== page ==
I am more interested in measuring this effect to be able to pinpoint this kind of issues in the future in my code. I have rewritten the code of the example as follow:

import java.util.Random;
import java.util.Arrays;

public class CondLoop
{
    final static int COUNT = 64*1024;
    static Random random = new Random(System.currentTimeMillis());

    private static int[] createData(int count, boolean warmup, boolean predict)
    {
        int[] data = new int[count];
        for (int i = 0; i < count; i++)
        {
            data[i] = warmup ? random.nextInt(2) 
                             : (predict ? 1 : random.nextInt(2));
        }
        return data;
    }
    
    private static int benchCondLoop(int[] data)
    {
        long ms = System.currentTimeMillis();
        HWCounters.start();
        int sum = 0;
        for (int i = 0; i < data.length; i++)
        {
            if (data[i] == 1)
         sum += i;
        }
        HWCounters.stop();
        return sum;
    }

    public static void main(String[] args) throws Exception
    {
        boolean predictable = Boolean.parseBoolean(args[0]);
        HWCounters.init();
        int count = 0;
        for (int i = 0; i < 10000; i++)
        {
            int[] data = createData(1024, true, predictable); 
            count += benchCondLoop(data);
        }
        System.out.println("warmup done");
        Thread.sleep(1000);
        int[] data = createData(512*1024, false, predictable); 
        count += benchCondLoop(data);
        HWCounters.printResults();
        System.out.println(count);
        HWCounters.shutdown();
    }
}


I have 2 modes: one is completely predictable with only 1s into the array, and the other is unpredictable with array filled with 0s and 1s randomly.
When I run my code with HPC including branch mispredictions counter on a 2 Xeon X5680 (Westmere) machine I get the following results:

[root@archi-srv condloop]# java -cp overseer.jar:. CondLoop true
warmup done
Cycles: 2,039,751
branch mispredicted: 20
-1676149632

[root@archi-srv condloop]# java -cp overseer.jar:. CondLoop false
warmup done
Cycles: 2,042,371
branch mispredicted: 20
-1558729579

We can see there is no difference between the 2 modes. In fact there is caveat in my example: It is too simple and the JIT compiler is able to perform an optimization I was not aware of at this time. To understand what's going on with my example, I made a tour with my old friend PrintAssembly as usual! (Note: I am using the intel syntax with the help of -XX:PrintAssemblyOptions=intel because well I am running on x86_64 CPU so let's use their syntax!)

  # {method} 'benchCondLoop' '([I)I' in 'CondLoop'
  [...]
  0x00007fe45105fcc9: cmp    ebp,ecx
  0x00007fe45105fccb: jae    0x00007fe45105fe27  ;*iaload
                                         ; - CondLoop::benchCondLoop@15 (line 28)
  0x00007fe45105fcd1: mov    r8d,DWORD PTR [rbx+rbp*4+0x10]
  0x00007fe45105fcd6: mov    edx,ebp
  0x00007fe45105fcd8: add    edx,r13d
  0x00007fe45105fcdb: cmp    r8d,0x1
  0x00007fe45105fcdf: cmovne edx,r13d
  0x00007fe45105fce3: inc    ebp                ;*iinc
                                         ; - CondLoop::benchCondLoop@24 (line 26)
  0x00007fe45105fce5: cmp    ebp,r10d
  0x00007fe45105fce8: jge    0x00007fe45105fcef  ;*if_icmpge
                                         ; - CondLoop::benchCondLoop@10 (line 26)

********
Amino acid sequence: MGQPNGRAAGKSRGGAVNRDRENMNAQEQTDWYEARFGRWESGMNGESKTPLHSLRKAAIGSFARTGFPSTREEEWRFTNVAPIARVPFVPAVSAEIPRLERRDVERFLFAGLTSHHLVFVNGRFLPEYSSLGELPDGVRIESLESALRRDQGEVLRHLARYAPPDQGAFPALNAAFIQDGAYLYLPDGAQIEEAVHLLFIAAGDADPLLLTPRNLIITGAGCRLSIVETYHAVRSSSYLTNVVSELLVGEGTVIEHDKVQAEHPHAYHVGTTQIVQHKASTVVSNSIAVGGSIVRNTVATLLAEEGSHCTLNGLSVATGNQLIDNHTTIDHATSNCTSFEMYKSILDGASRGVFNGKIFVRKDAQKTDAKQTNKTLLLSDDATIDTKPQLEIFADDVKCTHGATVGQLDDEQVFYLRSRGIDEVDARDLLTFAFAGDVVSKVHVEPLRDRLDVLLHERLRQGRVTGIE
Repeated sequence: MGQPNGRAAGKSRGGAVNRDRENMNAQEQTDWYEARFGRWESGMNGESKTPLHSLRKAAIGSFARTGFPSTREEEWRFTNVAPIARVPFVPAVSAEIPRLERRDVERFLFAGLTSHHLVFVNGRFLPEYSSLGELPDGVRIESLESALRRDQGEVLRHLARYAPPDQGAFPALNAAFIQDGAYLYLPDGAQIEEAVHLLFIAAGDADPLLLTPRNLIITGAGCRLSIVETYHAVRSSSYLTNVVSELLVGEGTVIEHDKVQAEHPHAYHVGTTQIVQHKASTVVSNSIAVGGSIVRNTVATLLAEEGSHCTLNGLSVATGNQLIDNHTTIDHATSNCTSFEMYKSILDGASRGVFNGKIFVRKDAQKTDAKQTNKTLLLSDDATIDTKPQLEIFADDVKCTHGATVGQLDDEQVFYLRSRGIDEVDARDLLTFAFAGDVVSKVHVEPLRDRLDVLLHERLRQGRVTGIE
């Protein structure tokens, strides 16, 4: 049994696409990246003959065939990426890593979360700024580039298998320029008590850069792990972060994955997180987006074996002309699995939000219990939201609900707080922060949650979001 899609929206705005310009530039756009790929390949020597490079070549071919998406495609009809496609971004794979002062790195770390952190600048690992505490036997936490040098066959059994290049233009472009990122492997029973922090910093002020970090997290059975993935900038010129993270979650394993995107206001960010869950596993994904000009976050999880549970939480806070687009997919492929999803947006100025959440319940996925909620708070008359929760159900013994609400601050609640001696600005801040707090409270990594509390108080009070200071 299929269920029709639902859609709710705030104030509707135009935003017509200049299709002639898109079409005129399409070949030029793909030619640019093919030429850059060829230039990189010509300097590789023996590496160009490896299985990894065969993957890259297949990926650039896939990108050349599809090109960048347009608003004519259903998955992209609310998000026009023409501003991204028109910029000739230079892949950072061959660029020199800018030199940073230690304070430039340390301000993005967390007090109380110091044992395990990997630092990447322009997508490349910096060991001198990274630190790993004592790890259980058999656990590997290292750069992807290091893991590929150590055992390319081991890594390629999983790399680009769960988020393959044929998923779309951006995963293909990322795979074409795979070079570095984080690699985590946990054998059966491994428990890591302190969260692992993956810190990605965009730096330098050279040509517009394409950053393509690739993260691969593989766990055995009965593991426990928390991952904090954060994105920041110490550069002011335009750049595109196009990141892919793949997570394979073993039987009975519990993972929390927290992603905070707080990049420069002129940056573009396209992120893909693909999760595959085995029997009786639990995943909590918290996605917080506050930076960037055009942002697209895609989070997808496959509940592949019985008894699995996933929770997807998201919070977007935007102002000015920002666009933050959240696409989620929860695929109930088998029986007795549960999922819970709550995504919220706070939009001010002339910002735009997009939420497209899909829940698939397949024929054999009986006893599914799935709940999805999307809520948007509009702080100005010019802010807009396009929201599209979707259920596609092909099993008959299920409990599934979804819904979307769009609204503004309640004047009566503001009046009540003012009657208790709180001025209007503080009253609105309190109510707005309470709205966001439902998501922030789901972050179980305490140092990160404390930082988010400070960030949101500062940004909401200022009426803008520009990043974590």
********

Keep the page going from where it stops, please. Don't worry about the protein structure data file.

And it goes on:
0x00007fe45105fcea: mov    r13d,edx
  0x00007fe45105fced: jmp    0x00007fe45105fcc9
  [...]


The output shows a special instruction that I was not familiar with: cmovne. But it reminds me a thread in mechanical sympathy forum about this instruction (That's why it is important to read this forum!).
It seems this instruction is used specifically to avoid branch mispredictions.
Then, let's rewrite my condition with a more complex one:

    private static int benchCondLoop(int[] data)
    {
        long ms = System.currentTimeMillis();
        HWCounters.start();
        int sum = 0;
        for (int i = 0; i < data.length; i++)
        {
            if (i+ms > 0 && data[i] == 1)
         sum += i;
        }
        HWCounters.stop();
        return sum;
    }

Here are now the results:
[root@archi-srv condloop]# java -cp overseer.jar:. CondLoop true
warmup done
Cycles: 2,114,347
branch mispredicted: 21
-1677344554

[root@archi-srv condloop]# java -cp overseer.jar:. CondLoop false
warmup done
Cycles: 7,471,464
branch mispredicted: 261,988
-1541838686

See, number of cycles jump off the roof: more than 3x cycles ! Remember that a misprediction for CPU means a flush of the pipeline to decode instructions from the new address and it causes a Stop-Of-The-World during this time. Depending of the CPU it lasts 10 to 20 cycles.

In stackoverflow question, sorting the array improved a lot the test. Let's do the same:

 int[] data = createData(512*1024, false, predictable); 
 Arrays.sort(data);
 count += benchCondLoop(data);


[root@archi-srv condloop]# java -cp overseer.jar:. CondLoop false
warmup done
Cycles: 2,112,265
branch mispredicted: 34
-1659649448

This is indeed very efficient, we are now more predictable.

You can find the code of this example on my github

Tuesday, December 17, 2013

ArrayList vs LinkedList

This post was originally posted on Java Advent Calendar

I must confess the title of this post is a little bit catchy. I have recently read this blog post and this is a good summary of  discussions & debates about this subject.
But this time I would like to try a different approach to compare those 2 well known data structures: using Hardware Performance Counters.

I will not perform a micro-benchmark, well not directly. I will not time using System.nanoTime(), but rather using HPCs like cache hits/misses.

No need to present those data structures, everybody knows what they are using for and how they are implemented. I am focusing my study on list iteration because, beside adding an element, this is the most common task for a list. And also because the memory access pattern for a list is a good example of CPU cache interaction.